So is Carrey happy? “Sometimes yes,” he replies, but its “a ridiculous expectation, to be happy all the time.” At least there is no “experience of depression at this point,” he admits, “when it rains, it rains but it doesn’t stay, it doesn’t stay long enough to immerse me and drown me anymore.” There is always something waiting to screw with us around the corner, and Carrey has had his own share of that in the last few years, that’s for sure. But his philosophy is quite zen, “I just think it’s a mistake always to look at anything experiential as something you can solidify and keep in place,” he says, “life can’t be held in place… There will be a flood in Texas and all the shit that’s held in place will be floating.”
‘Jim & Andy: The Great Beyond’ is the result of the EPK footage that Carrey collected on the set of Forman’s film, but which never saw the light of day because the production company for ‘Man on the Moon’ didn’t want it being used. Until Spike Jonze approached Smith about making a film around that footage and the rest, as they say, is history. Portraying the entire creative process Carrey went through in becoming Andy Kaufman, and Kaufman’s alter ego Tony Clifton, it is an insightful documentary on the development of art but also a reminder of the timeless genius possessed by both Carrey and Kaufman.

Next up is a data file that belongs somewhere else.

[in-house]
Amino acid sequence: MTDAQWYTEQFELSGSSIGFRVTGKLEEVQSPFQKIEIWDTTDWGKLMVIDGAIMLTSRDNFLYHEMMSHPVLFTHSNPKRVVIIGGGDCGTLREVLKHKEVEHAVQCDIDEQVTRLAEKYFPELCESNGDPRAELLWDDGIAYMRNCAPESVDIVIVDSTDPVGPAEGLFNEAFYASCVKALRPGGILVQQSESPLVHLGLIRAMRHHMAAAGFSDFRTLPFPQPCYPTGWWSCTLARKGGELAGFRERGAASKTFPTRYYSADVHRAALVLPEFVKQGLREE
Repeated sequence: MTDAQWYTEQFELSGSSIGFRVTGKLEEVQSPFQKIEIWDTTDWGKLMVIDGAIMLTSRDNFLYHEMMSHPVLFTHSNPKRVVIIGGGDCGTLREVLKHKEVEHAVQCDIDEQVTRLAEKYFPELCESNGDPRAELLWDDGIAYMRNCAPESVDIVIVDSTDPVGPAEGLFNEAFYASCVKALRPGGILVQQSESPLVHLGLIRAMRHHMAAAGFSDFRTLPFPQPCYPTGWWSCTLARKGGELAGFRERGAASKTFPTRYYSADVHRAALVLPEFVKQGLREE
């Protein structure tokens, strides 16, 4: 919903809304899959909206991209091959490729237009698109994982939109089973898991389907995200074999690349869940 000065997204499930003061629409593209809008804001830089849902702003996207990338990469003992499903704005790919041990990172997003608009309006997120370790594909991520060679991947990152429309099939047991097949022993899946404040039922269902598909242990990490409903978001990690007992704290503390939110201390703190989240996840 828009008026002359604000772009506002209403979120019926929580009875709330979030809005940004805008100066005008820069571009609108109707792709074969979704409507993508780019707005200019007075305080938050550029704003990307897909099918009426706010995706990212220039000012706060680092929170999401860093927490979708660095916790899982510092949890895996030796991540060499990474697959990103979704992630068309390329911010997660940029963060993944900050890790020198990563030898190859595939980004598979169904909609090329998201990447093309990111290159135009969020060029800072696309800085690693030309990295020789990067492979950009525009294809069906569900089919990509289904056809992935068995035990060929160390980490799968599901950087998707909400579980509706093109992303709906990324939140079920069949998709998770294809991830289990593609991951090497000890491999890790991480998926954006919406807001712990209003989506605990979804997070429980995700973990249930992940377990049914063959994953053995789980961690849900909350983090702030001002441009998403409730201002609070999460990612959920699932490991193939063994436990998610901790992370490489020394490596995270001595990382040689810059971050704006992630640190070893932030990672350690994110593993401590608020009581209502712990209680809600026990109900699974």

Yet, after filming with Forman, Carrey himself admits he needed distance from the character and didn’t participate in the R.E.M. video for their song, so why can he now suddenly live with Kaufman again, with his presence in his life? Because, the actor explains, this “was an experience that I don’t think has happened before very much in film.” Also, for the first time “someone like Chris comes in and looks at my life, doesn’t see it as a “yuck fest”, that I was just a masturbating monkey, you know.” The director realizing instead about Carrey “that I actually was thoughtful about my choices, that those things meant something to me.”
This brings about a bit of reminiscing on two of the three films that, along with ‘The Mask’ changed Carrey’s career path, in 1994 — the trio of comedies we learn in the film a fortuneteller foretold would change his life, make him recognizable to all. The actor admits “you know ‘Liar Liar’ means something to me, ‘Dumb and Dumber’ means something to me, ‘Ace Ventura’ means something to me, you know, the destruction of the ego-ic leading man concept.”
In fact, a lot of thought went into the creation of the strange, fascinating being that is Ace Ventura, which Carrey explains, “I modeled him after a smart bird, a bird that would mock — I walked like a bird, I dressed like a bird, and I made a hairdo that was like a cockateel’s, I mean those are huge risks.” Art and risk, the age-old companions, you can’t have one without the other and Carrey agrees, “if I’m acting or if I’m exploring something creative, painting or sculpting, everything I do risks the total destruction of the piece.” He continues, “I’m often going “god dammit, if this doesn’t work I’ve just put so much work into this painting” but if I don’t do it, you’ll never reach some sublime thing. Some thing that will really touch someone.”